o Recruit minority program adult participants from all age groups. 
 
o Ensure that actual training activity occurs in a close proximity of the 
Brownfields Grant Community such that extensive travel funds are not incurred 
for the purposes of administering the program.

Hazmat Disaster Preparedness Training Program (HDPTP) Goals and Objectives

The goal of future NIEHS program support under HDPTP will be to enhance the 
safety and health training of current hazardous materials workers and 
chemical responders, to train skilled response personnel, to create materials 
and deliver training to weapons of mass destruction response workers and to 
augment prevention and preparedness efforts in a wide variety of high risk 
settings.  Creation of materials and delivery of proposed training to 
potential WMD response workers must be closely coordinated with the 
activities of the Department of Homeland Security (DHS), related agencies in 
the DHHS and other involved local, state and federal entities.

One of the key lessons of the World Trade Center cleanup is the importance 
that skilled construction support personnel and hazardous materials response 
workers will play in any future disaster of national significance.  Only the 
HWWTP applicants may apply for the HDPTP; therefore, NIEHS funds may be used 
to alter and revamp the basic HAZWOPER courses to customize them to known 
disaster response issues and scenarios and the incorporation of relevant post 
9/11 lessons learned.  Additionally, existing remediation and cleanup worker 
training courses must deal with construction safety issues that arose at the 
Pentagon and the WTC recovery site and provide guidance on how to work safely 
and effectively under disaster site conditions. 

Areas of program response may include:

o Enhanced training for current hazardous material workers and chemical 
responders who protect the nation's infrastructure from other potential 
terrorist attacks on chemical-intensive operations is a continuing high 
priority national need.
 
o Training for skilled response personnel to assure appropriate response and 
remediation actions to the current bio-terrorist attacks using weaponized 
microbials is a high priority area for training program response.  The OSHA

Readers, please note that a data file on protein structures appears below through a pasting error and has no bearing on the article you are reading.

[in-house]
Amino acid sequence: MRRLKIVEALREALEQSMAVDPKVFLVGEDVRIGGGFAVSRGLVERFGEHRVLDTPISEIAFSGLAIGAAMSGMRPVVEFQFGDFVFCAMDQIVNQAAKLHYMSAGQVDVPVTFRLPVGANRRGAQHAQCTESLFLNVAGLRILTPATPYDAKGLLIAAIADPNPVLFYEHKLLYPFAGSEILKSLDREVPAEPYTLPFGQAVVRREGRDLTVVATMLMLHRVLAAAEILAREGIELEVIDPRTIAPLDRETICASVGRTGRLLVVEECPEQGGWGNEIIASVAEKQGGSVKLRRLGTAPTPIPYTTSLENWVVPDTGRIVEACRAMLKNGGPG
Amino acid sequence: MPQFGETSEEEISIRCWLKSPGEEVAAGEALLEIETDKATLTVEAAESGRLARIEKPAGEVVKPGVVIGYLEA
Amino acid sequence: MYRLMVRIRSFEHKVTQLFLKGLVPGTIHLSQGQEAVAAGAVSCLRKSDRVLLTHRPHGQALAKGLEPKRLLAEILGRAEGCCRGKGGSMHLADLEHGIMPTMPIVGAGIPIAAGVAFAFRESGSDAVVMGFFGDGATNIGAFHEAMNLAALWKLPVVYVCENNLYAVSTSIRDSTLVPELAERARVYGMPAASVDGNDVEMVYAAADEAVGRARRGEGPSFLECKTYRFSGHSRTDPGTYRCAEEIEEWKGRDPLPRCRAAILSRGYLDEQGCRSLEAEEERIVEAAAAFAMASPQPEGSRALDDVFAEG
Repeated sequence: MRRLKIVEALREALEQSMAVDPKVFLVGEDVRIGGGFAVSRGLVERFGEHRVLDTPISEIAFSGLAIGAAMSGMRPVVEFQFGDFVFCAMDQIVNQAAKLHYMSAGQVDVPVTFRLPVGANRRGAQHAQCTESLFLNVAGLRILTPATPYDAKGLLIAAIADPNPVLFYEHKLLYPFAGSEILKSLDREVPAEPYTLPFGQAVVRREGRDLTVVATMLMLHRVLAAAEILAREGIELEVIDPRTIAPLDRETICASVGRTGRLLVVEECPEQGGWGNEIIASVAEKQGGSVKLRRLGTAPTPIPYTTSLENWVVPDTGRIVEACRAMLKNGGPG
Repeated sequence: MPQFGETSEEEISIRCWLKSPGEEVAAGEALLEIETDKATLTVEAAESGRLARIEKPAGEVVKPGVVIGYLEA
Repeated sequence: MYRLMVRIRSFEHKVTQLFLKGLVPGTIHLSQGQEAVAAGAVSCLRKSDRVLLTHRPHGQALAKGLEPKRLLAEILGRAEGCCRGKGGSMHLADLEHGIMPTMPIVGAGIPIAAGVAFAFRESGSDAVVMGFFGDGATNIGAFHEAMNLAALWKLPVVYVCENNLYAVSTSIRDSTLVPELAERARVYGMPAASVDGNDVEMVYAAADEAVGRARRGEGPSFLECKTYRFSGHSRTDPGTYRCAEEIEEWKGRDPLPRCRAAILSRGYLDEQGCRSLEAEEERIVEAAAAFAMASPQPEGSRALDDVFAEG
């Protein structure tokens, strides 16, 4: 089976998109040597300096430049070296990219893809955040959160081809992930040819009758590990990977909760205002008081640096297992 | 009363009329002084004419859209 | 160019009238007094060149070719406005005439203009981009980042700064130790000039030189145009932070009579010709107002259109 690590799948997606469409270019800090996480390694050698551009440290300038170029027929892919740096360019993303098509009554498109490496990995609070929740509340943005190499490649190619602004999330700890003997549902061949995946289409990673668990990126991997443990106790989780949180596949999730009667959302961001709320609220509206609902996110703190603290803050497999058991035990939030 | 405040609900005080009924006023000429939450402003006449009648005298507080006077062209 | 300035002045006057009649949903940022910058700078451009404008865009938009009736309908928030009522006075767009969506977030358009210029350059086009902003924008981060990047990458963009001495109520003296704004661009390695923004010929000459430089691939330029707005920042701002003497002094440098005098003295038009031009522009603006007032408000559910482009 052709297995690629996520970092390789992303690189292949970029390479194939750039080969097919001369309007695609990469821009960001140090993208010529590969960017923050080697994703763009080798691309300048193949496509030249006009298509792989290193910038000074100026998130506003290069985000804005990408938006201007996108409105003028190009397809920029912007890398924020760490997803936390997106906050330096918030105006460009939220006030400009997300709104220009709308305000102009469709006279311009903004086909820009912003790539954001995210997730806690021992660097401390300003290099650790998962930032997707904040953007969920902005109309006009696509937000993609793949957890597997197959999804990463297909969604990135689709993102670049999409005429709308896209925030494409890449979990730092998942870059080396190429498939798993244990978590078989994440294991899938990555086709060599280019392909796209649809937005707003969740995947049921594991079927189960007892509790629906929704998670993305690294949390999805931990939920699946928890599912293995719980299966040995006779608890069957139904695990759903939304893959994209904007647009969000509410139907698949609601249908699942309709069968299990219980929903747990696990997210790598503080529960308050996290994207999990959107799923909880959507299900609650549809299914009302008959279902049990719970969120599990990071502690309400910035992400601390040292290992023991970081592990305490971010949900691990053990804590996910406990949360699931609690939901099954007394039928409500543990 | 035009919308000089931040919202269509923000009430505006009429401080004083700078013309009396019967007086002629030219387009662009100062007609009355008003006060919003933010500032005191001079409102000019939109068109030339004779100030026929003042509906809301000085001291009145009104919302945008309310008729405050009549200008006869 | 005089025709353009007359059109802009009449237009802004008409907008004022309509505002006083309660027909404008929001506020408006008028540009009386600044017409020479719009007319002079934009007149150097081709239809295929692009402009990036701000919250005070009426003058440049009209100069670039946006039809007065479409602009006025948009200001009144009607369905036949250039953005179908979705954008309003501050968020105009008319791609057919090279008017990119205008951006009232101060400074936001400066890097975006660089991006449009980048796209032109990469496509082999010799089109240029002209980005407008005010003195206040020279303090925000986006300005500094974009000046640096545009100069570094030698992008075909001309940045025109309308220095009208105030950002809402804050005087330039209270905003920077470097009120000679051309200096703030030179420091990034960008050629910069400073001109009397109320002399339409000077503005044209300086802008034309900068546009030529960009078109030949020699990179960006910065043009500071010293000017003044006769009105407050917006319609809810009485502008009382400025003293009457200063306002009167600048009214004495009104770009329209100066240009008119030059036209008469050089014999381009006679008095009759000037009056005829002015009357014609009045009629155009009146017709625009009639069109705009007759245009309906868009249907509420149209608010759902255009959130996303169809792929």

designation of anthrax response coverage by 1910.120 regulations 
(http://www.osha.gov/dep/anthrax/hasp/index.html) identifies a clear target 
training population.

o Training initiatives should support the development of a nation-wide cadre 
of well-trained environmental response workers and emergency responders to 
ensure that the nation is prepared to respond to future disasters of national 
significance.  This training should be patterned after the successful 
Hazardous Waste Worker Training Program that provides worker certification to 
workers who work safely on existing or new hazardous waste sites.  

o A proposed disaster response-training program should focus on health and 
safety and environmental issues and should include at a minimum a review of 
emergency response protocols, hazard communication, personal protection 
equipment and respiratory protection, Incident Command System orientation, 
and first aid training.

o NIEHS encourages the development of training modules on various different 
biological, radiological, and chemical agents that can be incorporated into 
Hazardous Waste Refresher courses or can stand alone as part of a larger WMD 
training program as an important step toward creating a cadre of WMD 
remediation and response workers.  NIEHS resources can be used to support the 
development of trained and pre-certified skilled construction support 
personnel in relevant crafts for immediate response to national disasters or 
possible catastrophic attacks. 

o Specifically for workers in high hazard facilities like the oil, nuclear 
and petrochemical industry, which have been cited as a likely targets for 
terrorist attack, NIEHS will support development of awareness and operations 
level training programs that will prepare in-plant workers to react quickly 
to interface with the emergency response system, to prevent the release of 
hazardous materials during normal operations and to limit damage at the plant 
and to protect themselves, their fellow workers and the general public.

o Workers both in the private health care sector and in the public health 
arena in state and local agencies have been given significant new 
responsibilities for preparedness and response to disasters of national 
significance.  Health and safety training may be appropriate and necessary 
for potential private and public health response workers. 

o NIEHS will support the development of training course materials for 
transportation employers and transportation workers that addresses security, 
safety and emergency response issues related to the transportation of 
hazardous and radiological materials.  

o Preparation and delivery of training for workers with the capability of 
remediating buildings contaminated with biohazards such as anthrax, small 
pox, and bio-toxic agents continues to be a national priority.  The training 
must prepare these workers for environments that will be extremely hazardous 
and teach them appropriate work practices, use of personal protection 
equipment, and effective decontamination procedures.  

o Many remediation workers and other workers in high-risk facilities do not 
speak English as their native language and some do not speak English at all.  
Health and Safety training materials and curricula must be understandable for 
workers at risk and need to be translated into the workers’ native languages. 
Trainers may need to be trained and courses may need to be conducted in other